The "DB2 is DB2 are DB2" is true for distributed platforms running IBM DB2 Universal Database, and for various versions that can be purchased.
The easy way to remember is to have nothing to worry about when you need to upgrade. It means that for zseres servers running on any of the distributed platforms supported by DB2 (Windows, HP-UX, Sun Solaris, Linux-iseries, Pseries, xseries, aix®, and DB2), you write for DB2 any Applications can run on these platforms. In fact, here's a cross-family SQL Reference book, which allows developers to write portable applications across product families in a common SQL language. This means that applications written for DB2 on Windows can easily be ported to DB2 on z/os™. To further enhance the DB2 family value orientation (value proposition), you can use products such as WebSphere information integrator to extend the DB2 SQL API so that it can transparently access non-IBM relational databases (for example such as Oracle or SQL Server, the product can also be materialized into relational tables from non relational data sources such as XML streams, message queues, VSAM, IMS, and so on, to create a truly corporate-level public data model. Indeed, DB2 allows access to them wherever the data is located.
There are different versions of DB2. DB2 versions actually differ only in packaging and licensing, and they attempt to allocate the appropriate features, functionality, and benefits of a DB2 solution to the right market. The various versions of DB2 allow users to pay custom prices for the special features they need. Of course, the underlying technology has always been DB2, so the decision about which version to use has nothing to do with portability, usability, and usability. In addition, if you write an application for DB2 Personal Edition (DB2 PE), the application will be available in DB2 Express, DB2 Workgroup Server Edition (DB2 WSE), DB2 workg Roup Server Unlimited Edition (DB2 wsue) and DB2 Enterprise server Edition (DB2 ESE) are running on these versions.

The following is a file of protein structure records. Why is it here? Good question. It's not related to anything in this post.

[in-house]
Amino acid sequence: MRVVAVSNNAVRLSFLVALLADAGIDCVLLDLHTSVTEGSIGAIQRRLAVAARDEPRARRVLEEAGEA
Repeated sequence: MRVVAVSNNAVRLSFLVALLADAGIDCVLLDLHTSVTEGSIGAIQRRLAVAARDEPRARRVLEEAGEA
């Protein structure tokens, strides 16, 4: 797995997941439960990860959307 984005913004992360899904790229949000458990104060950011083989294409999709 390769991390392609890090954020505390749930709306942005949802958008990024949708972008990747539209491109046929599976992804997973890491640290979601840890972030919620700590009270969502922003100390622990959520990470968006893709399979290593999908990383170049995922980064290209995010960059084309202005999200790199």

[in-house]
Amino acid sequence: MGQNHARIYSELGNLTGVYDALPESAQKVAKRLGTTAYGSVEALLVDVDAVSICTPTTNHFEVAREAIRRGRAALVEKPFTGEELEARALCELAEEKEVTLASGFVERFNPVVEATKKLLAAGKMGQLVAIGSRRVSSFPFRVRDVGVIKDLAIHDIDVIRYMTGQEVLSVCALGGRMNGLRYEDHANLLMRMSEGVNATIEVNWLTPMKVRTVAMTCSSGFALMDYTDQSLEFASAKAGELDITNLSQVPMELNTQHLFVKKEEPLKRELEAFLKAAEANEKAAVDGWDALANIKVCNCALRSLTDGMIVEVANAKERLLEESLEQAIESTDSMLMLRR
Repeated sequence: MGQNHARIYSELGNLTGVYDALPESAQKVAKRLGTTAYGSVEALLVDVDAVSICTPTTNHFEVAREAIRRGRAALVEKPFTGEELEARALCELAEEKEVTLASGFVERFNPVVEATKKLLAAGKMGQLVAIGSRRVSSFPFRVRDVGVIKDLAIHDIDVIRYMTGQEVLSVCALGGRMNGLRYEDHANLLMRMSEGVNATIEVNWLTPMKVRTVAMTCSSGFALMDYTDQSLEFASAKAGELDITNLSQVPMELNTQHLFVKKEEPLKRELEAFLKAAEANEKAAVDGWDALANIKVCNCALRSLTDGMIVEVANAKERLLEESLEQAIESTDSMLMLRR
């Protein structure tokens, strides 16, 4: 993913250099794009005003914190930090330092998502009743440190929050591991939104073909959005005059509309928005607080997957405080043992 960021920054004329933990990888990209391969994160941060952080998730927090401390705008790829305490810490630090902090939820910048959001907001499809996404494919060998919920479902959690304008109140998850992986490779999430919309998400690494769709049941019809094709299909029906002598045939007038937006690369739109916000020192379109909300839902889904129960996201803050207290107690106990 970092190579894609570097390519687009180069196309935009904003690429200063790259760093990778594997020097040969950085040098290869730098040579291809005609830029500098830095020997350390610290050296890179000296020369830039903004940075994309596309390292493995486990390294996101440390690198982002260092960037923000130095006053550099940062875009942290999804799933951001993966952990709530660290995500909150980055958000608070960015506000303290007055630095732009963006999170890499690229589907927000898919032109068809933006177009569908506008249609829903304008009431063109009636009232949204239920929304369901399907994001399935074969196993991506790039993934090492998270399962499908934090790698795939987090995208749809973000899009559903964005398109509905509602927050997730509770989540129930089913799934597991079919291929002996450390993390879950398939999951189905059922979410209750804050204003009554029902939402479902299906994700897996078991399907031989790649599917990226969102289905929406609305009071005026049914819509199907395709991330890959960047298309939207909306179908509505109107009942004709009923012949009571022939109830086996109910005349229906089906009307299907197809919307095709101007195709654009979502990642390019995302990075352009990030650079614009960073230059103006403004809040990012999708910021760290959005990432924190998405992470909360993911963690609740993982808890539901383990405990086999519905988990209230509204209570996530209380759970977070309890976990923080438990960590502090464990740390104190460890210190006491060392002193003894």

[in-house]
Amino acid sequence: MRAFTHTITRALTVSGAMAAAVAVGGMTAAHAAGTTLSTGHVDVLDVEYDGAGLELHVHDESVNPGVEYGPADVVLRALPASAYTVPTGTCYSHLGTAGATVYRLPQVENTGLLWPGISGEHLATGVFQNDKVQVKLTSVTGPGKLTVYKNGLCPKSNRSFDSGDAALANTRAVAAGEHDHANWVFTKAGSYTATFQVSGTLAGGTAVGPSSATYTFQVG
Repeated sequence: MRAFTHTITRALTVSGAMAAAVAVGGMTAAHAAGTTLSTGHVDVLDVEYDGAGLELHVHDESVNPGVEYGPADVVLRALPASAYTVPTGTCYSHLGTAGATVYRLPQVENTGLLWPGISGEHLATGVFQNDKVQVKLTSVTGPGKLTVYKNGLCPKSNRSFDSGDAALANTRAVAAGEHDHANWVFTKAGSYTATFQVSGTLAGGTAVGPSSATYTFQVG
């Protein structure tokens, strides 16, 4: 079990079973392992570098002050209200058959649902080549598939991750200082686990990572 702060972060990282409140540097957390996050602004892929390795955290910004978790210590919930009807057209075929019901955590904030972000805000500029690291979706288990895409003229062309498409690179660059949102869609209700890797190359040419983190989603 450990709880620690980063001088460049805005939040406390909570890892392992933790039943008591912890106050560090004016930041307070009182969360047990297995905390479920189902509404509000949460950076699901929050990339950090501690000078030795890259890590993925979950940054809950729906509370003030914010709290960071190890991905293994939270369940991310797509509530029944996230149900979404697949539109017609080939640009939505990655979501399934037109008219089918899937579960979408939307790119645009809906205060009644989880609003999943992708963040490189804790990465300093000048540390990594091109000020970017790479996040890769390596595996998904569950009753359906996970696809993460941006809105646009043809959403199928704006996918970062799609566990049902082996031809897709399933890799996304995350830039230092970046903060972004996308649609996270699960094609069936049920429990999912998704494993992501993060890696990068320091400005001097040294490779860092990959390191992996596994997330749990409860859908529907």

Typically, customers (and IBM personnel in this area) need to have a quick and easy place to compare the differences between the licensing rules, features, and functionality included in the Distributed DB2 Server family. In this article, I used a simple table to compare and contrast the different DB2 server versions of the DB2 V8.2.3 release (around September 2005), for some of the most common issues I learned from customers, such as what to use. (This article also includes some side notes about the changes between the DB2 version 7 release and the DB2 version 8 release.)
However, this article and the table attached below may not be complete. This article tries to answer 80% of the questions I've heard during conversations with customers or meetings (if I don't talk about your question, email me so I can add it in future updates). The distributed DB2 family is actually like a Russian doll--the features in one version are available in other versions, but the feature I'm talking about here is an exception. In other words, in most cases, I'm not going to talk about the features that are common and can be licensed in the same way on all platforms. For example, any distributed DB2 Server version includes sql-based replication capabilities, so it is not mentioned in the following table.